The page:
The most revolutionary change in GAA championship history hangs in the balance in Croke Park this afternoon. A special congress, the first such forum in nearly two years to meet in person, will consider the recommendations of the Fixtures Calendar Task Force.
Will Option B - or motion 19 on the clár and the only game in town - get 60 per cent of the delegates and go ahead next summer? Will it fall short and be remitted for further consideration at next year's congress? Or anything in between?
Option A, motion 18, has such poor prospects that even its original advocates accept that it has no chance.
Once the idea of rearranging the provinces into four eight team groups is dismissed, focus will fall on motion 19 and its importation of the national league into the summer as a basis for the championship.
It effectively throws the future of the provincial championships into doubt by switching them to February and March.
This is where the main action will be today. A few weeks ago it was assumed that neither motion would secure the necessary 60 per cent support for adoption but in the interim that has changed.
Motion 19 has been vigorously promoted by the Gaelic Players Association but that support can be counter-productive, as in the words of one senior observer, "there's little warmth towards the GPA among administrators". The players' body nonetheless made a strong pitch for the proposal.
In the past few days an impressive roll call of counties has emerged in support of motion 19.
The most significant move however came earlier this week when former president John Horan, who appointed the task force in 2019 and publicly advocated the substance of motion 19, addressed some GAA officials and suggested that the way forward was to accept the basic idea and tidy it up at next February's annual congress.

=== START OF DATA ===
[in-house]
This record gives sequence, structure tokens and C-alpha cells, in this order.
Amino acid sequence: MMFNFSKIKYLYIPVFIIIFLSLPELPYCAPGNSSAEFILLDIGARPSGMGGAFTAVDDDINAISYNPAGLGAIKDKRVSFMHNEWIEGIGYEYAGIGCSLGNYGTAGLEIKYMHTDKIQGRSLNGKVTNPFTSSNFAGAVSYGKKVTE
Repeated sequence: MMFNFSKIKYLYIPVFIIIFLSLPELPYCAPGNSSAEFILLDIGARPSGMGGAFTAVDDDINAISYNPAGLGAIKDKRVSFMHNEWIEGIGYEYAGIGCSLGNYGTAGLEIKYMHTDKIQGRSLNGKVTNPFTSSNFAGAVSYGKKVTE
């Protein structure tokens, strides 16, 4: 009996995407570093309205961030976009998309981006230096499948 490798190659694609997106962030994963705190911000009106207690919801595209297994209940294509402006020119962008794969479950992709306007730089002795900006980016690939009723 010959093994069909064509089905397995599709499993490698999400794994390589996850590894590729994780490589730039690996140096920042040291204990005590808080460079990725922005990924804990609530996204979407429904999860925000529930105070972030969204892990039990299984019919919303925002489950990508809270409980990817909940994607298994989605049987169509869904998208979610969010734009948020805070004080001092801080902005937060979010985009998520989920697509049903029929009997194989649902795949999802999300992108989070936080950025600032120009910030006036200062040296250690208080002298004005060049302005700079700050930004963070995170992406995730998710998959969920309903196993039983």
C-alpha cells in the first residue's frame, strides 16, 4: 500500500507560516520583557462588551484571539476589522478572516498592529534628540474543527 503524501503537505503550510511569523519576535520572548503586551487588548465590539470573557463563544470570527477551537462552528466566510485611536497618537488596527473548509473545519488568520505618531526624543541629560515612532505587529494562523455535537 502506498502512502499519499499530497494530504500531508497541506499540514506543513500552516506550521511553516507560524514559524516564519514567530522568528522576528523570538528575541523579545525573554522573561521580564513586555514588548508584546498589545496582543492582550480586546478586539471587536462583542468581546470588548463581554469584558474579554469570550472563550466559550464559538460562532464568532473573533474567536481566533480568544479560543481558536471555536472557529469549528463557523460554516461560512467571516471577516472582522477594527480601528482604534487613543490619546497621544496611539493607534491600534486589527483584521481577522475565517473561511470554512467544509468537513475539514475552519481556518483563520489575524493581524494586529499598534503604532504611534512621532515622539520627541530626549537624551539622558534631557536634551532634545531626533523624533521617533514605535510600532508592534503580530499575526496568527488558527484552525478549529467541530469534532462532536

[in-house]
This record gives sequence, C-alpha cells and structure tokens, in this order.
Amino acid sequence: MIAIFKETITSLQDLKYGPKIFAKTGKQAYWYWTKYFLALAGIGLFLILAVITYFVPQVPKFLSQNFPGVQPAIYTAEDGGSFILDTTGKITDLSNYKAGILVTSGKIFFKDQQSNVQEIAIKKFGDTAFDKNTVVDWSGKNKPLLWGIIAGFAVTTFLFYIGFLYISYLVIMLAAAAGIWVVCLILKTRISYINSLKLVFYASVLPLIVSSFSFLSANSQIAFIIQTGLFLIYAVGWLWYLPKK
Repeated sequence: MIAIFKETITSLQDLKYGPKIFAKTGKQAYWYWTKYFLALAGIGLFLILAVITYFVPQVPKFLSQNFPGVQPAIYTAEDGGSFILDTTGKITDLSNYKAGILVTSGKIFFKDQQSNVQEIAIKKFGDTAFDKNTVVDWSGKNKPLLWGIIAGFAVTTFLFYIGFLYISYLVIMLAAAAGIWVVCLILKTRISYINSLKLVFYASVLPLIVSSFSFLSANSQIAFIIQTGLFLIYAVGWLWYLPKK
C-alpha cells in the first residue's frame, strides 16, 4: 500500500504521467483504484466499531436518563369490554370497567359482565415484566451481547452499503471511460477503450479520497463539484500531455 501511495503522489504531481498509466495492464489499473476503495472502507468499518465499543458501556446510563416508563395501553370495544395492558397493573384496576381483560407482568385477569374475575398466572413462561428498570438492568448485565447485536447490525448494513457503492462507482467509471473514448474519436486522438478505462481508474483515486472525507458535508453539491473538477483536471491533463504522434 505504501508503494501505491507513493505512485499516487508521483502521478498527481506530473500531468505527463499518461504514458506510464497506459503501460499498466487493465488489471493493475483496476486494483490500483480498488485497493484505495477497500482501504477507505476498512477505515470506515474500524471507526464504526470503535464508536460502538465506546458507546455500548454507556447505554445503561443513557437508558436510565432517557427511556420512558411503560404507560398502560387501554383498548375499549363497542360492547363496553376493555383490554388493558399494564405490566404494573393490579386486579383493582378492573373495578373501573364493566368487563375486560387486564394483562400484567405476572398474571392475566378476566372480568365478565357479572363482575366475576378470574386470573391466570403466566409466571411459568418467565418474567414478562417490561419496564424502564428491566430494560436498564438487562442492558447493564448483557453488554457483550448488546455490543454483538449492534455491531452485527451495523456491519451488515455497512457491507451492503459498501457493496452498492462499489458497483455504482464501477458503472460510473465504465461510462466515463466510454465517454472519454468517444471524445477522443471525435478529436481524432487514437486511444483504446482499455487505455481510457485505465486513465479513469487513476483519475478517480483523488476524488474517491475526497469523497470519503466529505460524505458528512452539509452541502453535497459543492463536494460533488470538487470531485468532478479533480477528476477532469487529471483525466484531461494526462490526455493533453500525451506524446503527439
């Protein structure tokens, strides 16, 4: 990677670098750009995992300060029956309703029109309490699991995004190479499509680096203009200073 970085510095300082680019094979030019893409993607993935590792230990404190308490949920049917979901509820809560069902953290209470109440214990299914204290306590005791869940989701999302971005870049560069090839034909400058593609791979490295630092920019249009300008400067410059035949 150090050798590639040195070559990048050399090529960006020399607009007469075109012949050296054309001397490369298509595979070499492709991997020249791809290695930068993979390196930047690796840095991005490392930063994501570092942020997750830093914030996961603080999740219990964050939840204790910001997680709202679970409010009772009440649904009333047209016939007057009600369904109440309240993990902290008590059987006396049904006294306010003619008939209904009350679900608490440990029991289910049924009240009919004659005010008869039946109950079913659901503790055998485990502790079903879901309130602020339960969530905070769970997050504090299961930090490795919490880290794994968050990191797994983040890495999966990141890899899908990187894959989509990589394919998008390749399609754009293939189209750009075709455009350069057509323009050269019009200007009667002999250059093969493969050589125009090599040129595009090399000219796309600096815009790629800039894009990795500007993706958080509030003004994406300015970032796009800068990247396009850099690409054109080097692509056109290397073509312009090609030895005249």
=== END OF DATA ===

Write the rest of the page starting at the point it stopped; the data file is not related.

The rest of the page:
His suggestion came with the qualifications that its implementation be delayed until 2023 and then conducted on a trial basis for two years.
Horan's intervention was followed by a low-key statement of approval from GAA president Larry McCarthy and DG Tom Ryan at a media briefing on Wednesday. This is seen as potentially significant, as McCarthy is the first overseas president ever elected and therefore his influence with that block of 34 votes is expected to be strong.
One senior congress delegate pointed out that it’s all a bit up in the air, though, without even an obvious proposer for the motion as the task force - joint sponsors with Central Council - has been disbanded. It’s an important job. As well as the eight minutes speaking time to begin and respond to the debate, whoever is given the task also has the right to insist that it go to a vote if any interventions to refer it back should arise.
Despite the assurances from McCarthy and Ryan that there would be no amendments or additions to the motion, it is expected to be made clear that any change will be subject to a two-year review and although it was also stated on Wednesday that implementation would go ahead in 2022, there is every chance that Horan’s timetable will be adopted and the status quo ante be applied for next year.
Concept of change
These issues arise only if the motion gets 60 per cent and doubt persists about that, partly based on how vehemently counties are actually supporting motion 19 as opposed to the concept of change and accordingly how robust the county mandates will prove.
One admitted opponent of the motion asked yesterday, “what is the point of meeting to debate these proposals if congress is not open to persuasion? It’s not like an presidential election.”
It also remains to be seen if Friday’s management committee meeting produces any curve balls to throw into the deliberations.
All sides agree that if motion 19 falls, change is still on the way. A committee, probably the Central Competitions Control Committee will synthesise the views expressed with the intention of bringing updated proposals to next February's congress for implementation in 2023.